Second Test Match


At Melbourne, December 26, 27, 28, 29, 30. Drawn. Australia, who except for Matthews and Border batted poorly, were saved by the weather and by the Indians' lacking a sense of urgency. India, who had almost all of the post-lunch play on the last day in which to score 126 to win, were 59 for two at tea when the weather intervened.

The pitch was well grassed, but not green, and yet the ball turned from the first day. By the third, Australia lodged a protest about its quality, even though India were in the process of compiling a big score. Anticipating a turning pitch, India had included Sivaramakrishnan, despite his lack of form, while Gilbert had returned for Hughes in the Australian side. Waugh, a batsman and medium-pace bowler, won his Test cap because Ritchie had fractured toes.

India won the toss and bowled, a tactic inconsistent with their selection of an extra spinner. It succeeded, however. Damp underneath, the pitch helped the spinners and Australia were 127 for six before tea. A seventh-wicket partnership between Matthews and Bright enabled them to reach 210 for eight by the close, all the wickets having fallen to spin, and Matthews, 54 overnight, continued his defiance next morning. Taking 50 off the last 70 balls, he deservedly reached his century, which included a 6 and ten 4s. Of the 46 he and Gilbert put on for the last wicket, Matthews scored 41.

India were twice interrupted by bad light, losing 65 minutes, but his was compensated for by a rollicking 86, off 89 balls, from Srikkanth. At the close India were 187 for three from 56 overs, and they conceded no ground on the third morning until just before lunch. In the afternoon, however, the innings lost momentum until Kapil Dev came in at 291 for five, half an hour before tea, and struck 55 from 50 balls. When 46, he became only the third all-rounder, after G. S. Sobers, and I. T. Botham, to score 3,000 runs and take 200 wickets in Tests, India finished the day 431 for nine.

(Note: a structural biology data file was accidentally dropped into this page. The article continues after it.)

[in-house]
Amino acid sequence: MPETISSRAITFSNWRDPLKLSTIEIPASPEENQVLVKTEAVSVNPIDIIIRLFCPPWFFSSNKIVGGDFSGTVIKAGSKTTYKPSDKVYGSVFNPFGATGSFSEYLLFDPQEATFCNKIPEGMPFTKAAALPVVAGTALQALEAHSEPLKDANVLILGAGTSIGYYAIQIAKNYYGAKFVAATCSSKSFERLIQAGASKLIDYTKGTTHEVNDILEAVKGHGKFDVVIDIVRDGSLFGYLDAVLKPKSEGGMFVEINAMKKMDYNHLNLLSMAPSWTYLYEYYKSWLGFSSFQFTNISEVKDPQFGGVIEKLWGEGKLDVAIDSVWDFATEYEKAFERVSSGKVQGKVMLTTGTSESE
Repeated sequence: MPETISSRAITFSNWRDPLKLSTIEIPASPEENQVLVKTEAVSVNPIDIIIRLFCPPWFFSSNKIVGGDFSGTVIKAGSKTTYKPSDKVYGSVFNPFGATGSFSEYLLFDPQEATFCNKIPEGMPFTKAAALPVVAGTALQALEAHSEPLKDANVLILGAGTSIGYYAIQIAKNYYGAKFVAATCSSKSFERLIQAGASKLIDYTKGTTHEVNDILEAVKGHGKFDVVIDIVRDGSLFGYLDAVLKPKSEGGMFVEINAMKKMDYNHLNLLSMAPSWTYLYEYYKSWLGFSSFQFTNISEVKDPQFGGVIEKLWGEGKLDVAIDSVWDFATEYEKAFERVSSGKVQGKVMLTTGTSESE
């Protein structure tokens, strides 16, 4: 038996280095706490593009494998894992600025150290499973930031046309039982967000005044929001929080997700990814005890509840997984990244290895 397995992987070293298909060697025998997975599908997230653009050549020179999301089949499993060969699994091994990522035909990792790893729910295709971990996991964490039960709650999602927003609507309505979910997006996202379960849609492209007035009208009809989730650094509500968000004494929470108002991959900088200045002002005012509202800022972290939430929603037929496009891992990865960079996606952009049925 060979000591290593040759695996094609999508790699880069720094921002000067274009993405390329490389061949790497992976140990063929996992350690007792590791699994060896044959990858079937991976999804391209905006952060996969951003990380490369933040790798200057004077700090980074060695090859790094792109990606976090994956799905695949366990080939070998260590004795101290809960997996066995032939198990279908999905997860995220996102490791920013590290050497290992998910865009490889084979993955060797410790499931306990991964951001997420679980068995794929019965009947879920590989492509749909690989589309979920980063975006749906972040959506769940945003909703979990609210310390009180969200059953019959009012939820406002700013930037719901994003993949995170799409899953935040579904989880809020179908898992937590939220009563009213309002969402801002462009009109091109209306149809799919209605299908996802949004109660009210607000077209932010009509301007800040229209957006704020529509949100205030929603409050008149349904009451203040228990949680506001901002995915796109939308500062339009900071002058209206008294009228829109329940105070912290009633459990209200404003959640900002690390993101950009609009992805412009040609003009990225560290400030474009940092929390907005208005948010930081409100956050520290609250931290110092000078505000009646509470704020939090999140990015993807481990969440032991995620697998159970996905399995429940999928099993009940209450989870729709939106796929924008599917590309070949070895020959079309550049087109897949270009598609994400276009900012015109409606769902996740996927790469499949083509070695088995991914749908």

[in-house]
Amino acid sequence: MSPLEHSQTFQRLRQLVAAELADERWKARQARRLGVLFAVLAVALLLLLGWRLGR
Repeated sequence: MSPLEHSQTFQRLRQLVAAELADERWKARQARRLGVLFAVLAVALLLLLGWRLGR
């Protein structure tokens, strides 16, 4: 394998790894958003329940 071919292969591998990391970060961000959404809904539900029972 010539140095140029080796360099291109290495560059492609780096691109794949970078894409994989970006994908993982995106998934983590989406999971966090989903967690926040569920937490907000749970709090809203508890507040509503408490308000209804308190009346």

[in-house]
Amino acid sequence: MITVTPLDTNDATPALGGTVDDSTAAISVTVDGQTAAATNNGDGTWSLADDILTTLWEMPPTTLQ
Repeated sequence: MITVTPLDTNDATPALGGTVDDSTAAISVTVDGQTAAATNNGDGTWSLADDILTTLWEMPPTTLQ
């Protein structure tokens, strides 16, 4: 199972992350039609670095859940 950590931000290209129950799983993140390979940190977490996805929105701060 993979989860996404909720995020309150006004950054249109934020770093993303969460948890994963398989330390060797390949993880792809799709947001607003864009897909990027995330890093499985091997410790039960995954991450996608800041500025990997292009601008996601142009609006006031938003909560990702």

Australia, 183 behind, went in again with almost two days left, and that they were not beaten on the fourth day was due to Border's skill in playing spin and his fortitude. Having batted for 228 minutes, he was unbeaten at the close with 98 in a total of 228 for eight. In the last over before the close, Reid, seemingly caught at slip, off Yadav, was adjudged not out, and although he did not remain for long next morning, the decision gave Kapil Dev added ammunition with which to attack the umpiring. Gilbert dug in again, staying for 115 minutes while Border, whom the Indians were reluctant to attack, added 64. The Australian captain was last out for a heroic 163, from 358 balls, containing sixteen 4s. The weather forecast for the final day was unfavourable, yet the Indians seemed to have ignored it, judging by their tactics against Australia's last pair and by their approach afterwards to getting the required runs.

Border was the Man of the Match. The attendance was 81,715.

© John Wisden & Co